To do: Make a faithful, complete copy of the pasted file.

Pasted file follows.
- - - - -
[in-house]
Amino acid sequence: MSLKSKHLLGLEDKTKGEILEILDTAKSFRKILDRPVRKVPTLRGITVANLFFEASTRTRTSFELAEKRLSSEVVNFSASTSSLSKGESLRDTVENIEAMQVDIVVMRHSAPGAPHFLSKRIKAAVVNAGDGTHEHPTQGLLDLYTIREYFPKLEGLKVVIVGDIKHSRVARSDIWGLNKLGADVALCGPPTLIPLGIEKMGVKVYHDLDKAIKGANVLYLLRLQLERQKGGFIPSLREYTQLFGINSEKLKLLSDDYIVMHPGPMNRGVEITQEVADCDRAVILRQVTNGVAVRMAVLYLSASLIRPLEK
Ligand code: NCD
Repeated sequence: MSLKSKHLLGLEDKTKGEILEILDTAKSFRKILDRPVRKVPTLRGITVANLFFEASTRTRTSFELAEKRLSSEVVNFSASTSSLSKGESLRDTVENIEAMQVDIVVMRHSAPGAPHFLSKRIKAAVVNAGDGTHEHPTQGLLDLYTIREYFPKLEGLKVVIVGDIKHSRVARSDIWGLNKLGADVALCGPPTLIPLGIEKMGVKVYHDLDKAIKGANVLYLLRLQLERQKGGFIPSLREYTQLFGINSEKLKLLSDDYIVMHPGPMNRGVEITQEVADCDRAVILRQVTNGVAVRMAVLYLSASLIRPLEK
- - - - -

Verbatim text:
[in-house]
Amino acid sequence: MSLKSKHLLGLEDKTKGEILEILDTAKSFRKILDRPVRKVPTLRGITVANLFFEASTRTRTSFELAEKRLSSEVVNFSASTSSLSKGESLRDTVENIEAMQVDIVVMRHSAPGAPHFLSKRIKAAVVNAGDGTHEHPTQGLLDLYTIREYFPKLEGLKVVIVGDIKHSRVARSDIWGLNKLGADVALCGPPTLIPLGIEKMGVKVYHDLDKAIKGANVLYLLRLQLERQKGGFIPSLREYTQLFGINSEKLKLLSDDYIVMHPGPMNRGVEITQEVADCDRAVILRQVTNGVAVRMAVLYLSASLIRPLEK
Ligand code: NCD
Repeated sequence: MSLKSKHLLGLEDKTKGEILEILDTAKSFRKILDRPVRKVPTLRGITVANLFFEASTRTRTSFELAEKRLSSEVVNFSASTSSLSKGESLRDTVENIEAMQVDIVVMRHSAPGAPHFLSKRIKAAVVNAGDGTHEHPTQGLLDLYTIREYFPKLEGLKVVIVGDIKHSRVARSDIWGLNKLGADVALCGPPTLIPLGIEKMGVKVYHDLDKAIKGANVLYLLRLQLERQKGGFIPSLREYTQLFGINSEKLKLLSDDYIVMHPGPMNRGVEITQEVADCDRAVILRQVTNGVAVRMAVLYLSASLIRPLEK